Date: Friday, November 6, 2020
Session Type: Poster Session A
Session Time: 9:00AM-11:00AM
Background/Purpose: Chloroquine (CQ) and hydroxychloroquine (HCQ) have been shown to have antiviral properties and were considered as potential therapeutic options amid the COVID-19 pandemic. The purpose of the current study is to evaluate the risk of hospitalization for viral infections among patients previously exposed (or not) to HCQ/CQ in the pre-COVID-19 era.
Methods: We studied adult rheumatoid arthritis (RA) and systemic lupus erythematosus (SLE) individuals identified in the MarketScan database with an outpatient diagnosis (including emergency room, ER) of viral pneumonia or other viral acute respiratory infections. We required patients to be covered in the medical/pharmacy plan at least one year before time zero (date of outpatient infection). The main exposure was recent use of HCQ/CQ in the 90 days prior to time zero. We defined the outcome as hospitalization for viral infection within the 30 days after time zero. We used multivariate Poisson regression models with a robust error variance to estimate hospitalization in relationship to exposure to these drugs. Our models included demographic variables (age, sex), setting in which viral infection was initially identified (ER or other), underlying condition (RA or SLE), comorbidities, and use of other medications (modeled in the same way as the main exposure): methotrexate (MTX), mycophenolate (MMF), azathioprine, other DMARDs (cyclophosphamide, sulfasalazine, and leflunomide), corticosteroids, biologics, and NSAIDs. Analysis were combined for RA and SLE patients, but interaction terms were included to allow for the effect of HCQ to differ in the two conditions.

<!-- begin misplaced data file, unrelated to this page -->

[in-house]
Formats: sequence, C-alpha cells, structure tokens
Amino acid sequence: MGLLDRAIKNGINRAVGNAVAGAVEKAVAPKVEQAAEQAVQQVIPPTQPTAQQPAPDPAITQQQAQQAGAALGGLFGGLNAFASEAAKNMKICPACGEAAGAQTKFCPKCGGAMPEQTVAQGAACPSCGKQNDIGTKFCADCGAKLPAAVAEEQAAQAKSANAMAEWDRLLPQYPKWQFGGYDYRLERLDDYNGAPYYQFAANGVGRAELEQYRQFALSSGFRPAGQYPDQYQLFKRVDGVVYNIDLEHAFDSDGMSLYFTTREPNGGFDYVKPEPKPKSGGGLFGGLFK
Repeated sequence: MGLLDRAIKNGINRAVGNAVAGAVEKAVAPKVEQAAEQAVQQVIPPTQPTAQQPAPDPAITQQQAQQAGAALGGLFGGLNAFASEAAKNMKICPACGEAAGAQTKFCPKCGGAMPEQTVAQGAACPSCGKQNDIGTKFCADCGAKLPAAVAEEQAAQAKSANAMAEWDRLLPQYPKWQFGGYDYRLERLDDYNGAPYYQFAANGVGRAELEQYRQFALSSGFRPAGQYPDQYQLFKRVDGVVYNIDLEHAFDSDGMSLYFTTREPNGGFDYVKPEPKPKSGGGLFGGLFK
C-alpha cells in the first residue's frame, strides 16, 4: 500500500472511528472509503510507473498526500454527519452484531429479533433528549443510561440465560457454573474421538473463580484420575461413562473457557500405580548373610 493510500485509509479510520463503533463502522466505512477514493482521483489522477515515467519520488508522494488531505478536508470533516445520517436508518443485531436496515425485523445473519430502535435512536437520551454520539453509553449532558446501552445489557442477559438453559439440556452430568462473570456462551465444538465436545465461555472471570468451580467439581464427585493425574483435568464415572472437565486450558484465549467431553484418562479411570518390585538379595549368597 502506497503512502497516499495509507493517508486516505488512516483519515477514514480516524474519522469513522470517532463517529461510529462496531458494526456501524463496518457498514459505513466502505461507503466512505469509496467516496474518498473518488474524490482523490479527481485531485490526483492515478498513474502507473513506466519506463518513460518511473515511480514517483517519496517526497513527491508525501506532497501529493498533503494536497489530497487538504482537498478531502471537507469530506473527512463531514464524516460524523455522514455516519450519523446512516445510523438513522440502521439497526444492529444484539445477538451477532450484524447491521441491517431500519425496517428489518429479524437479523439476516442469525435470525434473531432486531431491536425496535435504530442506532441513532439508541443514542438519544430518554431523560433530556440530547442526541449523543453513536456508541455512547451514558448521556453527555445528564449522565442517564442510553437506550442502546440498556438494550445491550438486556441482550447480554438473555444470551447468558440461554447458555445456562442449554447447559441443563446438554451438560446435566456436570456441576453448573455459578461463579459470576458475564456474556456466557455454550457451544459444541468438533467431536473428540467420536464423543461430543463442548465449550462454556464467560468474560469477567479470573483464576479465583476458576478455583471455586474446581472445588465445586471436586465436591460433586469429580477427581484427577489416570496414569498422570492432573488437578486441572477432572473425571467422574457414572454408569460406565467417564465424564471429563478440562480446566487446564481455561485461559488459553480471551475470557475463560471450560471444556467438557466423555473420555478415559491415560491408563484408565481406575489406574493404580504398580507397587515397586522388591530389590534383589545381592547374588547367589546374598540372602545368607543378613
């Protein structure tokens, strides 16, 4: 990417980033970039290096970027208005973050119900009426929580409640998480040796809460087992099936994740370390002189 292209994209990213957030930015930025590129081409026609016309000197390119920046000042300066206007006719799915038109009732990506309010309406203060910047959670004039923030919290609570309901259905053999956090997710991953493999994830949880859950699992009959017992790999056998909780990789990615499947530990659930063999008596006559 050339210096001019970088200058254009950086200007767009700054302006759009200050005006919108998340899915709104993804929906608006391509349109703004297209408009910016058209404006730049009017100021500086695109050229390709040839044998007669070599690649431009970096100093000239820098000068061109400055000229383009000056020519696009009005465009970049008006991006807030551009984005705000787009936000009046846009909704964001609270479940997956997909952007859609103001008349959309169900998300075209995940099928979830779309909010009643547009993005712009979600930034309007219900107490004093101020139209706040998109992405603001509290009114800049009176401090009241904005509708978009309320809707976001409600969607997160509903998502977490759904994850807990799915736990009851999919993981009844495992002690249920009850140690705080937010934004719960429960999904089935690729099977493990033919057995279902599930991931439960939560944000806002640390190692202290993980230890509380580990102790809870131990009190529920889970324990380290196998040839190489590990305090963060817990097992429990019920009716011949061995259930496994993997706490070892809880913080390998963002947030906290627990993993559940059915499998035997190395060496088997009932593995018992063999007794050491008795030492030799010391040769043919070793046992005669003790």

Results: We identified 63,971 episodes of outpatient infections among 54,561 RA/SLE patients. Baseline characteristics are presented in Table 1. Individuals were mostly women (80%), with average age of 57.4 years (standard deviation, SD 13.9). During the 30-day period following outpatient infection, we found 480 occurrences of hospitalization for viral respiratory infections. In adjusted multivariate analyses, we were unable to detect a clear difference in the risk of hospitalized viral infection when comparing recent versus non-recent use of HCQ/CQ in the past 90 days before the initial outpatient viral infection (adjusted RR: 0.89, 95% CI: 0.70–1.12; Table 2). In the same model, we found that comorbidity, ER presentation, older age, and MMF, azathioprine, and corticosteroids were all significantly associated with hospitalized viral infection.
Conclusion: While we saw no clear effect of HCQ/CQ, comorbidity, ER presentation, older age, and MMF, azathioprine, and corticosteroids were all significantly associated with hospitalized viral infection in RA and SLE.
To cite this abstract in AMA style:Moura C, Machado M, Almeida-Brasil C, Curtis J, Winthrop K, Abrahamowicz M, Bernatsky S. Hydroxychloroquine and Chloroquine and Hospitalizations for Viral Infection in the Pre-COVID-19 Era [abstract]. Arthritis Rheumatol. 2020; 72 (suppl 10). https://acrabstracts.org/abstract/hydroxychloroquine-and-chloroquine-and-hospitalizations-for-viral-infection-in-the-pre-covid-19-era/. Accessed January 18, 2022.
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ACR Meeting Abstracts - https://acrabstracts.org/abstract/hydroxychloroquine-and-chloroquine-and-hospitalizations-for-viral-infection-in-the-pre-covid-19-era/